We need not discuss the problem of eternal salvation because we do not believe in the immortality of the soul. We are convinced that the most harmful of things for humanity, for truth and progress, is the Church. And how could it be otherwise? Is it not to the Church that the care of perverting the younger generations, above all the women, falls? Is it not the Church which, through its dogmas and lies, its stupidity and shame, tends to destroy logical reasoning and science? Does the Church not attack the dignity of man, in perverting in him the notion of rights and justice? Does it not give back as a corpse that which is living, does it not lose freedom, is it not the Church which preaches slavery of the masses in perpetuity for the benefit of tyrants and exploiters? Is it not the Church, this implacable Church, which tends to perpetuate the reign of darkness, ignorance, poverty and crime?

And if the progress of our century is not a deceptive dream, it must get rid of the Church.

Michael Bakunin, June 1871

Bakunin: For Liberty and Socialism

Bakunin: Who Am I

Michael Bakunin

This is the introductory part of Bakunin’s famous essay, The Paris Commune and the Idea of the State. Earlier, I posted the second part, in which Bakunin presents his anarchist analysis of the Paris Commune. In the first part, Bakunin answers the question “Who am I” by indicating that he is a fanatical lover of freedom seeking equal liberty and well-being for all. Bakunin acknowledges that the social revolutionary anarchism he advocates  is an extension of the anarchism of Proudhon, whom Bakunin described as “the master of us all.” He rejects bourgeois liberalism and Marxist state socialism, arguing for the immediate abolition of both capitalism and the state.

Michael Bakunin: Fanatical Lover of Freedom

I am neither a scholar nor a philosopher, nor even a writer by profession. I have written very little during my life and I have never done so, as it were, except in self-defence, and only when a passionate conviction compelled me to overcome the repugnance which I feel instinctively for parading my private self in public.

Who am I then, and what is it that compels me to publish this work at the present time? I am a passionate seeker of the truth, and none the less persistent an enemy to the harmful untruths which the law and order party (that official representative, privileged and self-seeking, of all the religious, metaphysical, political, legal, economic and social villainies, past and present) still has the arrogance to make use of today so as to brutalize and enslave the world.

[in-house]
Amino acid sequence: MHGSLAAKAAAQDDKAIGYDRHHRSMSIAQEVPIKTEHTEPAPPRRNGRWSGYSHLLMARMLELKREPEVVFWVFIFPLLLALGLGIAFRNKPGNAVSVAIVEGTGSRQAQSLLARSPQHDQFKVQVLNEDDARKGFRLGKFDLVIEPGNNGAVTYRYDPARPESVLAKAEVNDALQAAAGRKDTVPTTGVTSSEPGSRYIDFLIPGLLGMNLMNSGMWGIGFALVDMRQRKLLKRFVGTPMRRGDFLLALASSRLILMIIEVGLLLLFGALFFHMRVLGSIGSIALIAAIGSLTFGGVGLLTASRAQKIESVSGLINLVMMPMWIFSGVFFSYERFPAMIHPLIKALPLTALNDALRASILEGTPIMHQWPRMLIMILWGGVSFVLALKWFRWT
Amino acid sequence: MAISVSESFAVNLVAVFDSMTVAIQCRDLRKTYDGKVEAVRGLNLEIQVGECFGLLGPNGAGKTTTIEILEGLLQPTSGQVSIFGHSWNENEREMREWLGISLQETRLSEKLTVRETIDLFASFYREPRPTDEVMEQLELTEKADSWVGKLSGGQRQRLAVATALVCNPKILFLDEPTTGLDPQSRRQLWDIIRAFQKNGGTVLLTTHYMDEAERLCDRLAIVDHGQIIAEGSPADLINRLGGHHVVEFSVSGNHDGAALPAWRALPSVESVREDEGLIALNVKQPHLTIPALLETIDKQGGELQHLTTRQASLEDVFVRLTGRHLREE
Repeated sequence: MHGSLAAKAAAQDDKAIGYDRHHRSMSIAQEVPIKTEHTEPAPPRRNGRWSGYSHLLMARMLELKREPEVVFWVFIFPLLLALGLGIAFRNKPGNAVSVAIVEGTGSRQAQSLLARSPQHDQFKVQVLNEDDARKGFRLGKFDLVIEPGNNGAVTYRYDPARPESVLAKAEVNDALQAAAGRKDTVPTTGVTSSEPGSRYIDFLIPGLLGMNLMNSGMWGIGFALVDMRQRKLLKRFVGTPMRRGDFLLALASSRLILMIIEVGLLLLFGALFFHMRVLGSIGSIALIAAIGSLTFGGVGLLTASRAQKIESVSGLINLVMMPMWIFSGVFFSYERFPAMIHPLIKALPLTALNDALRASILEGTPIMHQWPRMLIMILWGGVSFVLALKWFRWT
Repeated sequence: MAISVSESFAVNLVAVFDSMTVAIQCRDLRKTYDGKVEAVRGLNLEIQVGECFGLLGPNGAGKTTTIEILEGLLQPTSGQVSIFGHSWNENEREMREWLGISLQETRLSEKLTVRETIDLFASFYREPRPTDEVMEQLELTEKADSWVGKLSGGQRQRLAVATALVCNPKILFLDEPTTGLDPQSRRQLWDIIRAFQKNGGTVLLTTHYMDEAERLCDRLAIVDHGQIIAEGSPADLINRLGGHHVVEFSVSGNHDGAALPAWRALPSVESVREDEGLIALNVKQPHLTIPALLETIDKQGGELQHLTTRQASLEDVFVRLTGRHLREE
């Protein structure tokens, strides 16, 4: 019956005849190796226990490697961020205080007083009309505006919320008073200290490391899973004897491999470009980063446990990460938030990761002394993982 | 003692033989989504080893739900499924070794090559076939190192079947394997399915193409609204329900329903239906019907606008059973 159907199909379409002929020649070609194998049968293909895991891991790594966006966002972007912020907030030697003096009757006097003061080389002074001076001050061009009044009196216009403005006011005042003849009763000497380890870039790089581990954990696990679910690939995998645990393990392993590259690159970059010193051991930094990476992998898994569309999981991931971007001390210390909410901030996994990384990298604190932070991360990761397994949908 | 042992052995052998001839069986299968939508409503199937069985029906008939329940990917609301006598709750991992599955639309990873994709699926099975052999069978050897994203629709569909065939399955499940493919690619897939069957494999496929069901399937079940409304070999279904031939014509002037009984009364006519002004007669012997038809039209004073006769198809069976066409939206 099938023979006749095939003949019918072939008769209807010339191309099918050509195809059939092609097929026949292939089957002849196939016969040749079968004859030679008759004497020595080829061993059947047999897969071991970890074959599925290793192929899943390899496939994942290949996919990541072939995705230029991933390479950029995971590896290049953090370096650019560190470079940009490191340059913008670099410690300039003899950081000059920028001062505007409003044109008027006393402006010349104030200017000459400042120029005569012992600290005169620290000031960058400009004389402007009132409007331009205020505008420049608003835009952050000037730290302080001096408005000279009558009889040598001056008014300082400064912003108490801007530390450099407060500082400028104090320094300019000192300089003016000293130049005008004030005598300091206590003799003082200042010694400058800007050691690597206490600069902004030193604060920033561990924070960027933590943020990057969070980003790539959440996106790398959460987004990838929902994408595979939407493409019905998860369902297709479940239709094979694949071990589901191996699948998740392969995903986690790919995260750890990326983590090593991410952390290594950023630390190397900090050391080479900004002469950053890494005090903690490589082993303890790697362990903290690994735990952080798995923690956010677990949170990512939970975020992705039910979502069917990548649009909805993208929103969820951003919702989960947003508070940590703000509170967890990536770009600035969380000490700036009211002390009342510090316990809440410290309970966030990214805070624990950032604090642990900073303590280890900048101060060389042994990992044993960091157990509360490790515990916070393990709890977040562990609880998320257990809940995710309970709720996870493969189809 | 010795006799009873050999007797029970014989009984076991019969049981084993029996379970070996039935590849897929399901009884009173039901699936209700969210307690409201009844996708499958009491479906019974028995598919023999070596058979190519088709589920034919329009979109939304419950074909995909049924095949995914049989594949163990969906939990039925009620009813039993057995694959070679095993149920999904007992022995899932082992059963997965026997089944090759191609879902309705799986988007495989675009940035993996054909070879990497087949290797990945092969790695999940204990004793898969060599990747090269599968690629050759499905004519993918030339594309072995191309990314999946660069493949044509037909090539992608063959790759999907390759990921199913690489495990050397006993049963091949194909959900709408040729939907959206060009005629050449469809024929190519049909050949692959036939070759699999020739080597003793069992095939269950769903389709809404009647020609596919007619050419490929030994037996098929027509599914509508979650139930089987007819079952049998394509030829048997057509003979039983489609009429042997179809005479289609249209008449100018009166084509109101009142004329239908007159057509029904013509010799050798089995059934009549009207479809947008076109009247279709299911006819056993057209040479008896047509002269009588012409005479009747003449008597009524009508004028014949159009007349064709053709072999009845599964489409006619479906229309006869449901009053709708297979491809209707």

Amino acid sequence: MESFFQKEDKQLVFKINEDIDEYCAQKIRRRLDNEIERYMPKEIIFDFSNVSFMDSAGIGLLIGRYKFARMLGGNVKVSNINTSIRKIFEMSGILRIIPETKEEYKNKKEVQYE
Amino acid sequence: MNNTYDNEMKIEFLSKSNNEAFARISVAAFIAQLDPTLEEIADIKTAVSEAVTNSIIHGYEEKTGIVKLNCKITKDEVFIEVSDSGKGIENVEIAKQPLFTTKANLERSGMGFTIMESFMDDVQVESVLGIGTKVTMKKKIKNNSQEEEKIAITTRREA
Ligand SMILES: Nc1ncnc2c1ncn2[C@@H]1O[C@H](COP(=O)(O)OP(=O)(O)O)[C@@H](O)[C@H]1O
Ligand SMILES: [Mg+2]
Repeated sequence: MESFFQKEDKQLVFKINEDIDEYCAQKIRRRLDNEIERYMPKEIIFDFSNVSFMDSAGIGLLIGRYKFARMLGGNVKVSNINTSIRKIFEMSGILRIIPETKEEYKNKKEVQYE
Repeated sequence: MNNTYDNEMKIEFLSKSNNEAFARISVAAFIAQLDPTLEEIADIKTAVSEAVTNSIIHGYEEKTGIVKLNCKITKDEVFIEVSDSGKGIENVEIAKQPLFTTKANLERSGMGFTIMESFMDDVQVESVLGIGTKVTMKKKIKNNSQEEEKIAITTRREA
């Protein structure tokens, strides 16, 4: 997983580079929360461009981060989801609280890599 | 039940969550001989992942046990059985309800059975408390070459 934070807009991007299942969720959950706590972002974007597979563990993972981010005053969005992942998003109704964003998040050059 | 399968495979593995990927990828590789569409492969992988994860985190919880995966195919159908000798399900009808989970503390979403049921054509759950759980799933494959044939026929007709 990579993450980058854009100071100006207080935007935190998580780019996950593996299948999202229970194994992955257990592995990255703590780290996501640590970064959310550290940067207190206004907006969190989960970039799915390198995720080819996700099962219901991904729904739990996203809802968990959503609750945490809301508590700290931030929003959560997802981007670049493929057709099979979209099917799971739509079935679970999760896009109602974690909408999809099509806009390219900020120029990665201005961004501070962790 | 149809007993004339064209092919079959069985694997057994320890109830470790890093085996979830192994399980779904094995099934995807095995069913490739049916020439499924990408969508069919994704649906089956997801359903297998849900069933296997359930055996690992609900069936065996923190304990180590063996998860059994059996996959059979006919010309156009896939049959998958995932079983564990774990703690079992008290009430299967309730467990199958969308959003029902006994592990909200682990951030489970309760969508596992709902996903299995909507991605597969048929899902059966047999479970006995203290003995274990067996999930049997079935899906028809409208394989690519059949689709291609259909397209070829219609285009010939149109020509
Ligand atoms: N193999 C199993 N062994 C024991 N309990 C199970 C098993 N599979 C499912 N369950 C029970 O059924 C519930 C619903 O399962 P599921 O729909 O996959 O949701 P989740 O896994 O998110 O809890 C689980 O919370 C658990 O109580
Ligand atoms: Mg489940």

J.-J. Rousseau

I am a fanatical lover of freedom, considering it as the unique environment within which the intelligence, dignity and happiness of mankind may develop and increase. I am not speaking of that freedom which is purely formal, doled out, measured and regulated by the State, an everlasting lie which in reality never represents anything but the privilege of a few based on the enslavement of everyone else. Nor do I mean that individualistic, egotistical, malicious and illusory freedom, extolled by the school of J.-J. Rousseau, as by all the other schools of bourgeois liberalism, which considers the so-called rights of everyone, represented by the State as the limit of the rights of each individual, and which in fact leads of necessity and without exception to the reduction of the rights of the individual to zero.

No, I mean the only freedom which is truly worthy of that name, the freedom which consists in the full development of all the material, intellectual and moral powers which are found in the form of latent capabilities in every individual. I mean that freedom which recognizes only those restrictions which are laid down for us by the laws of our own nature; so, properly speaking, there are no restrictions, since these laws are not imposed by some outside legislator situated maybe beside us or maybe above us, they are immanent in us and inherent in us and constitute the very basis of all our being, as much material as intellectual and moral. Thus, instead of trying to find a limit for them, we should consider them as the real conditions of and the real reason for our freedom.

I mean that freedom of the individual which, far from stopping as if before a boundary in the face of the freedom of others, on the contrary finds in that freedom its own confirmation and extension to infinity; the unlimited freedom of each in the freedom of all, freedom in solidarity, freedom in equality; triumphant freedom, victorious over brute force and the principle of authority which was never anything but the idealized expression of brute force; freedom which, after overthrowing all the heavenly and earthly idols, will establish and organize a new world, that of humanity in solidarity, built on the ruin of all Churches and all States.